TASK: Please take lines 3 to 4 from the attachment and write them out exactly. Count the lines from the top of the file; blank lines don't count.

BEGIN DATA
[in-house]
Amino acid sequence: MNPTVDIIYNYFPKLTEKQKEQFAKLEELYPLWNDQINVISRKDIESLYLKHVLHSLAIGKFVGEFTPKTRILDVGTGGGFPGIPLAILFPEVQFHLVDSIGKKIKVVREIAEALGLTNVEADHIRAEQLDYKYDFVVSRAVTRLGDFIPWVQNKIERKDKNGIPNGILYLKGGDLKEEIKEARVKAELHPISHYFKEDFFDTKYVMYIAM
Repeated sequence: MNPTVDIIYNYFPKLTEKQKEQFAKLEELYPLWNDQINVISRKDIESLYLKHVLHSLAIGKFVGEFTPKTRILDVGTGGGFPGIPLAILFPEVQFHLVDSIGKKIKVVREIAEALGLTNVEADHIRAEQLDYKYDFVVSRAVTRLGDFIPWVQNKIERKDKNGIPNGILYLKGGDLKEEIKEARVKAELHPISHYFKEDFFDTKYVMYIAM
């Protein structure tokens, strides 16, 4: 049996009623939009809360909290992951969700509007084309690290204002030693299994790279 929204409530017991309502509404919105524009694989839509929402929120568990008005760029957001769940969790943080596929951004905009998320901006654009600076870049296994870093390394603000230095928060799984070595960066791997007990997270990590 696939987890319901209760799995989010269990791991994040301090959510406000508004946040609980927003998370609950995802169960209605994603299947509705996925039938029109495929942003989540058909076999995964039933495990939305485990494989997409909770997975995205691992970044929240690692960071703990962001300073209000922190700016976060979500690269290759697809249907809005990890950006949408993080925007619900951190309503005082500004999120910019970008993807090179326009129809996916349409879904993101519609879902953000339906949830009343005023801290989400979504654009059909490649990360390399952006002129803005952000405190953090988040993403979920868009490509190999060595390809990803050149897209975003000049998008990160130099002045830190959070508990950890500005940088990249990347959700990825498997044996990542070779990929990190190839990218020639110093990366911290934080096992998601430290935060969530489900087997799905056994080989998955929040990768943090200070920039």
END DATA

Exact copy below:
Repeated sequence: MNPTVDIIYNYFPKLTEKQKEQFAKLEELYPLWNDQINVISRKDIESLYLKHVLHSLAIGKFVGEFTPKTRILDVGTGGGFPGIPLAILFPEVQFHLVDSIGKKIKVVREIAEALGLTNVEADHIRAEQLDYKYDFVVSRAVTRLGDFIPWVQNKIERKDKNGIPNGILYLKGGDLKEEIKEARVKAELHPISHYFKEDFFDTKYVMYIAM
């Protein structure tokens, strides 16, 4: 049996009623939009809360909290992951969700509007084309690290204002030693299994790279 929204409530017991309502509404919105524009694989839509929402929120568990008005760029957001769940969790943080596929951004905009998320901006654009600076870049296994870093390394603000230095928060799984070595960066791997007990997270990590 696939987890319901209760799995989010269990791991994040301090959510406000508004946040609980927003998370609950995802169960209605994603299947509705996925039938029109495929942003989540058909076999995964039933495990939305485990494989997409909770997975995205691992970044929240690692960071703990962001300073209000922190700016976060979500690269290759697809249907809005990890950006949408993080925007619900951190309503005082500004999120910019970008993807090179326009129809996916349409879904993101519609879902953000339906949830009343005023801290989400979504654009059909490649990360390399952006002129803005952000405190953090988040993403979920868009490509190999060595390809990803050149897209975003000049998008990160130099002045830190959070508990950890500005940088990249990347959700990825498997044996990542070779990929990190190839990218020639110093990366911290934080096992998601430290935060969530489900087997799905056994080989998955929040990768943090200070920039």